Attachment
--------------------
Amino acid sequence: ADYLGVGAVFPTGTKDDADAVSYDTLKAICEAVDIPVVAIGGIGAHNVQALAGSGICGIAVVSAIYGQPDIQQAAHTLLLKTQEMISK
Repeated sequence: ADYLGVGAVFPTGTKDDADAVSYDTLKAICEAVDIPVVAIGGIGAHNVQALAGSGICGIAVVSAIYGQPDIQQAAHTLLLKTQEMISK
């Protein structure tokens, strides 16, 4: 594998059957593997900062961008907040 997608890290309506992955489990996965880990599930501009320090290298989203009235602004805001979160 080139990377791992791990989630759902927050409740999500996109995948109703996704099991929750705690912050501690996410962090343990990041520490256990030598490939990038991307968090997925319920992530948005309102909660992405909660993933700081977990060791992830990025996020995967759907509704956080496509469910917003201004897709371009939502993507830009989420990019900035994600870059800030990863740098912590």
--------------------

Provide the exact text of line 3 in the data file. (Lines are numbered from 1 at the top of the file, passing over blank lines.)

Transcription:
């Protein structure tokens, strides 16, 4: 594998059957593997900062961008907040 997608890290309506992955489990996965880990599930501009320090290298989203009235602004805001979160 080139990377791992791990989630759902927050409740999500996109995948109703996704099991929750705690912050501690996410962090343990990041520490256990030598490939990038991307968090997925319920992530948005309102909660992405909660993933700081977990060791992830990025996020995967759907509704956080496509469910917003201004897709371009939502993507830009989420990019900035994600870059800030990863740098912590």